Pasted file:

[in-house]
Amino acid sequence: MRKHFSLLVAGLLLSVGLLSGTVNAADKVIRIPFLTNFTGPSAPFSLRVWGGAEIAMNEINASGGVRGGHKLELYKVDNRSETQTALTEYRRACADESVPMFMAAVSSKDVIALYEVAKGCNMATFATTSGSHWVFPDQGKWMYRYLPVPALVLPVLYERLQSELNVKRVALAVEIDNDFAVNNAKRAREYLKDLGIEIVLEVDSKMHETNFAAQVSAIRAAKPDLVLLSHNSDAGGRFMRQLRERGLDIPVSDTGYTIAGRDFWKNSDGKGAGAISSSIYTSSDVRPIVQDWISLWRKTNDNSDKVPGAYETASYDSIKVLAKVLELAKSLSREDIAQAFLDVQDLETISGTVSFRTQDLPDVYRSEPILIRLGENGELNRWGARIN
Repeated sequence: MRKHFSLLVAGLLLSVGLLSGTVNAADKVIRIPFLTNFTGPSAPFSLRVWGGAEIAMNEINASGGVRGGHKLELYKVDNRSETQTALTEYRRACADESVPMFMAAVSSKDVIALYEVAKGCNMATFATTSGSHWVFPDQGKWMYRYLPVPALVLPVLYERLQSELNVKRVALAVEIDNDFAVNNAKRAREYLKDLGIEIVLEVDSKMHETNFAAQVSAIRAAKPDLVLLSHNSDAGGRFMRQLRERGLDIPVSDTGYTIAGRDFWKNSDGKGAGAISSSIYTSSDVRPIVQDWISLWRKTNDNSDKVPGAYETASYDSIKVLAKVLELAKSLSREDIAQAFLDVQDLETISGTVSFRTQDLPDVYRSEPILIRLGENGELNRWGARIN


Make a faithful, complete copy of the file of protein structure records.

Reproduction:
[in-house]
Amino acid sequence: MRKHFSLLVAGLLLSVGLLSGTVNAADKVIRIPFLTNFTGPSAPFSLRVWGGAEIAMNEINASGGVRGGHKLELYKVDNRSETQTALTEYRRACADESVPMFMAAVSSKDVIALYEVAKGCNMATFATTSGSHWVFPDQGKWMYRYLPVPALVLPVLYERLQSELNVKRVALAVEIDNDFAVNNAKRAREYLKDLGIEIVLEVDSKMHETNFAAQVSAIRAAKPDLVLLSHNSDAGGRFMRQLRERGLDIPVSDTGYTIAGRDFWKNSDGKGAGAISSSIYTSSDVRPIVQDWISLWRKTNDNSDKVPGAYETASYDSIKVLAKVLELAKSLSREDIAQAFLDVQDLETISGTVSFRTQDLPDVYRSEPILIRLGENGELNRWGARIN
Repeated sequence: MRKHFSLLVAGLLLSVGLLSGTVNAADKVIRIPFLTNFTGPSAPFSLRVWGGAEIAMNEINASGGVRGGHKLELYKVDNRSETQTALTEYRRACADESVPMFMAAVSSKDVIALYEVAKGCNMATFATTSGSHWVFPDQGKWMYRYLPVPALVLPVLYERLQSELNVKRVALAVEIDNDFAVNNAKRAREYLKDLGIEIVLEVDSKMHETNFAAQVSAIRAAKPDLVLLSHNSDAGGRFMRQLRERGLDIPVSDTGYTIAGRDFWKNSDGKGAGAISSSIYTSSDVRPIVQDWISLWRKTNDNSDKVPGAYETASYDSIKVLAKVLELAKSLSREDIAQAFLDVQDLETISGTVSFRTQDLPDVYRSEPILIRLGENGELNRWGARIN